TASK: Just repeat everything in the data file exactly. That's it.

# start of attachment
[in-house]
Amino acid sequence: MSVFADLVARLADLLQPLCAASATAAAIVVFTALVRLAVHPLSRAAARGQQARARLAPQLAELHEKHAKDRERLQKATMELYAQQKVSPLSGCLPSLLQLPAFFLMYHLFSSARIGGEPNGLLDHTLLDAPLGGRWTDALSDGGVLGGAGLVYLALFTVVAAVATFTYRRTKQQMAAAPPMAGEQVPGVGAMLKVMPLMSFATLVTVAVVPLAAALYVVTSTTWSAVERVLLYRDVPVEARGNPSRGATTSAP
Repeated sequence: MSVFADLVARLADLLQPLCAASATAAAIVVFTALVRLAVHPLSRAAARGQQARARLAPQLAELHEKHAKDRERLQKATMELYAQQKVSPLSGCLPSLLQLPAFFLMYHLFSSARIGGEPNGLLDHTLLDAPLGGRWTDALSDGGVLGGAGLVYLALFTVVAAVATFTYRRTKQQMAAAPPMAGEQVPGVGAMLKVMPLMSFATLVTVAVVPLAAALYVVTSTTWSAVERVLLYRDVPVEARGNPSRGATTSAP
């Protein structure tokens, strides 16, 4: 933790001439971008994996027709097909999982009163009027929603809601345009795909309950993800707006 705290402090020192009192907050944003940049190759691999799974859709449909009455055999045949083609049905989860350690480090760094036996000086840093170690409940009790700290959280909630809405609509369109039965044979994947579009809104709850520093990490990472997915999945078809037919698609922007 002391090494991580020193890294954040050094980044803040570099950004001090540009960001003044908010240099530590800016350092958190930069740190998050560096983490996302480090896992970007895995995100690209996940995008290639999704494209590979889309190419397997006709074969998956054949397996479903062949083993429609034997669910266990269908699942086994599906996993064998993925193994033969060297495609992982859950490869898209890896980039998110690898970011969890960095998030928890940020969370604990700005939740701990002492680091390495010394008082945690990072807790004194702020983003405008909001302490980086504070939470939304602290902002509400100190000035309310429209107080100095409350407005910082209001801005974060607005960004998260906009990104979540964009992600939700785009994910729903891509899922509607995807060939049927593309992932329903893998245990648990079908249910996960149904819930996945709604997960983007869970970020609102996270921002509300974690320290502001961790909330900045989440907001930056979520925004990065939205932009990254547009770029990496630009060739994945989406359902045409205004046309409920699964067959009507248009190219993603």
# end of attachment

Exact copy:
[in-house]
Amino acid sequence: MSVFADLVARLADLLQPLCAASATAAAIVVFTALVRLAVHPLSRAAARGQQARARLAPQLAELHEKHAKDRERLQKATMELYAQQKVSPLSGCLPSLLQLPAFFLMYHLFSSARIGGEPNGLLDHTLLDAPLGGRWTDALSDGGVLGGAGLVYLALFTVVAAVATFTYRRTKQQMAAAPPMAGEQVPGVGAMLKVMPLMSFATLVTVAVVPLAAALYVVTSTTWSAVERVLLYRDVPVEARGNPSRGATTSAP
Repeated sequence: MSVFADLVARLADLLQPLCAASATAAAIVVFTALVRLAVHPLSRAAARGQQARARLAPQLAELHEKHAKDRERLQKATMELYAQQKVSPLSGCLPSLLQLPAFFLMYHLFSSARIGGEPNGLLDHTLLDAPLGGRWTDALSDGGVLGGAGLVYLALFTVVAAVATFTYRRTKQQMAAAPPMAGEQVPGVGAMLKVMPLMSFATLVTVAVVPLAAALYVVTSTTWSAVERVLLYRDVPVEARGNPSRGATTSAP
């Protein structure tokens, strides 16, 4: 933790001439971008994996027709097909999982009163009027929603809601345009795909309950993800707006 705290402090020192009192907050944003940049190759691999799974859709449909009455055999045949083609049905989860350690480090760094036996000086840093170690409940009790700290959280909630809405609509369109039965044979994947579009809104709850520093990490990472997915999945078809037919698609922007 002391090494991580020193890294954040050094980044803040570099950004001090540009960001003044908010240099530590800016350092958190930069740190998050560096983490996302480090896992970007895995995100690209996940995008290639999704494209590979889309190419397997006709074969998956054949397996479903062949083993429609034997669910266990269908699942086994599906996993064998993925193994033969060297495609992982859950490869898209890896980039998110690898970011969890960095998030928890940020969370604990700005939740701990002492680091390495010394008082945690990072807790004194702020983003405008909001302490980086504070939470939304602290902002509400100190000035309310429209107080100095409350407005910082209001801005974060607005960004998260906009990104979540964009992600939700785009994910729903891509899922509607995807060939049927593309992932329903893998245990648990079908249910996960149904819930996945709604997960983007869970970020609102996270921002509300974690320290502001961790909330900045989440907001930056979520925004990065939205932009990254547009770029990496630009060739994945989406359902045409205004046309409920699964067959009507248009190219993603």